Main article: History of microeconomics
Economists commonly consider themselves microeconomists or macroeconomists. The difference between microeconomics and macroeconomics was introduced in 1933 by the Norwegian economist Ragnar Frisch, the co-recipient of the first Nobel Memorial Prize in Economic Sciences in 1969.
Consumer demand theory
Main article: Consumer choice
Consumer demand theory relates preferences for the consumption of both goods and services to the consumption expenditures; ultimately, this relationship between preferences and consumption expenditures is used to relate preferences to consumer demand curves . The link between personal preferences, consumption and the demand curve is one of the most closely studied relations in economics. It is a way of analyzing how consumers may achieve
equilibrium between preferences and expenditures by maximizing utility subject to consumer budget constraints.
Main article: Production theory
Production theory is the study of production, or the economic process of converting inputs into outputs. Production uses resources to create a good or service that is suitable for use, gift giving in a gift economy , or exchange in a market economy. This can include manufacturing , storing, shipping, and packaging. Some economists define production broadly as all economic activity other than consumption . They see every commercial activity other than the final purchase as some form of production.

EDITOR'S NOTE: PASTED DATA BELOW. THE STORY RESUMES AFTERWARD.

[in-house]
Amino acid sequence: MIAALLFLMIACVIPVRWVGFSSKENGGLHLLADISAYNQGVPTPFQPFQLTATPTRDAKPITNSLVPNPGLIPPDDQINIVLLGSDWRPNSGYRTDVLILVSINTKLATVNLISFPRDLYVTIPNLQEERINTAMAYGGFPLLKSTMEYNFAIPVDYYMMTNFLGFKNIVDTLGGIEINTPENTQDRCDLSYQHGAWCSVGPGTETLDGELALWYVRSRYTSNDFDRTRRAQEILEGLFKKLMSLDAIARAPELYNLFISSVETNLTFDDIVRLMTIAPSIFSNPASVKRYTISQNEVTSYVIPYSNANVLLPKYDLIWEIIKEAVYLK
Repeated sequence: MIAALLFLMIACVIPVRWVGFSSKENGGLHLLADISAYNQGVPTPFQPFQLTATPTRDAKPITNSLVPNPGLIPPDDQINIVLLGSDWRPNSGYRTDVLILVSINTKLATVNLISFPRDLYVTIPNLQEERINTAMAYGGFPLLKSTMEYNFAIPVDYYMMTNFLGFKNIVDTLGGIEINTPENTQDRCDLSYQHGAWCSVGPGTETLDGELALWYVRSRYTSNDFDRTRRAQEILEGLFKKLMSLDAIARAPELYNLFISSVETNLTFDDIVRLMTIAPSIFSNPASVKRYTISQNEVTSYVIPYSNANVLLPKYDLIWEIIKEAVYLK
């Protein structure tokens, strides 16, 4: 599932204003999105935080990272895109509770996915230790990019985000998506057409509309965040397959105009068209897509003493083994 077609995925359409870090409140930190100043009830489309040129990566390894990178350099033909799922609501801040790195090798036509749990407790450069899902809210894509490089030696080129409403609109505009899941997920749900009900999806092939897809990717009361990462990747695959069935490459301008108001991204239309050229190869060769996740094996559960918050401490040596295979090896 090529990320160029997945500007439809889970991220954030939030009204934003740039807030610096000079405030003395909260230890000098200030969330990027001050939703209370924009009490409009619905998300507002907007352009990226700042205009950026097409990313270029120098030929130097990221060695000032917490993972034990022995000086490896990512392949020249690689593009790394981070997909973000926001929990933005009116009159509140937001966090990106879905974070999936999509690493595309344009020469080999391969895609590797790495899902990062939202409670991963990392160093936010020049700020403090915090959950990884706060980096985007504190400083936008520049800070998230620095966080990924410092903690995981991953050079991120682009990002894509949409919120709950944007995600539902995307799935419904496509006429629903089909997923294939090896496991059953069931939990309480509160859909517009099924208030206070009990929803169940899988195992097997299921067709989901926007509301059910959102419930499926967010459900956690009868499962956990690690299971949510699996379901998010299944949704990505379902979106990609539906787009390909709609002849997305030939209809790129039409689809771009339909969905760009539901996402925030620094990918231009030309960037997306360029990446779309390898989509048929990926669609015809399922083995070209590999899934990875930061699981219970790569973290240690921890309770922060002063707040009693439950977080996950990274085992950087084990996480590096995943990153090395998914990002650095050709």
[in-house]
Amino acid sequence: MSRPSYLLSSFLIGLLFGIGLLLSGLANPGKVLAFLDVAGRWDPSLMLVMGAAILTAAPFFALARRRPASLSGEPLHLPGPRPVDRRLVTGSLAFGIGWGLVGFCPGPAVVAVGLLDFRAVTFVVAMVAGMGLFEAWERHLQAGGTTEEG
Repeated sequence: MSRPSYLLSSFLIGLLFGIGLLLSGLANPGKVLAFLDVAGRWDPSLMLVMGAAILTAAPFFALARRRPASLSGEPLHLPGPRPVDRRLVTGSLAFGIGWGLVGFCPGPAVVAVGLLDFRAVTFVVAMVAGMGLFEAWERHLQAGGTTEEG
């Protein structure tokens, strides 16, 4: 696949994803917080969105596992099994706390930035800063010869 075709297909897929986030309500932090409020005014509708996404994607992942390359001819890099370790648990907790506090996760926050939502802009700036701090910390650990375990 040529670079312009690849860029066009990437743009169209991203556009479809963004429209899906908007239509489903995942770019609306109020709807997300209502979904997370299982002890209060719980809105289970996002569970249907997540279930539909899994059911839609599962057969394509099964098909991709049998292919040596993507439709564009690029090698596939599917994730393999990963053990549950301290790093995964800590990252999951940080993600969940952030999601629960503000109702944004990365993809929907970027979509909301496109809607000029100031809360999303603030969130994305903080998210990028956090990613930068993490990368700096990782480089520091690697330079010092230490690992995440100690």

Cost-of-production theory of value
Main article: Cost-of-production theory of value
The cost-of-production theory of value states that the price of an object or condition is determined by the sum of the cost of the resources that went into making it. The cost can comprise any of the factors of production (including labor, capital , or land ) and taxation.
Technology can be viewed either as a form of fixed capital (e.g. an industrial plant) or circulating capital (e.g. intermediate goods ).
In the mathematical model for the cost of production, the short-run total cost is equal to fixed cost plus total variable cost . The fixed cost refers to the cost that is incurred regardless of how much the firm produces. The variable cost is a function of the quantity of an object being produced. The cost function can be used to characterize production through the duality theory in economics, developed mainly by Ronald Shephard (1953, 1970) and other scholars (Sickles & Zelenyuk, 2019, ch.2).
Main article: Opportunity cost
Opportunity cost is closely related to the idea of time constraints. One can do only one thing at a time, which means that, inevitably, one is always giving up other things. The opportunity cost of any activity is the value of the next-best alternative thing one may have done instead. Opportunity cost depends only on the value of the next-best alternative. It doesn't matter whether one has five alternatives or 5,000.
Opportunity costs can tell when not to do something as well as when to do something. For example, one may like waffles, but like chocolate even more. If someone offers only waffles, one would take it. But if offered waffles or chocolate, one would take the chocolate. The opportunity cost of eating waffles is sacrificing the chance to eat chocolate. Because the cost of not eating the chocolate is higher than the benefits of eating the waffles, it makes no sense to choose waffles. Of course, if one chooses chocolate, they are still faced with the opportunity cost of giving up having waffles. But one is willing to do that because the waffle's opportunity cost is lower than the benefits of the chocolate. Opportunity costs are unavoidable constraints on behaviour because one has to decide what's best and give up the next-best alternative.
Supply and demand
Main article: Supply and demand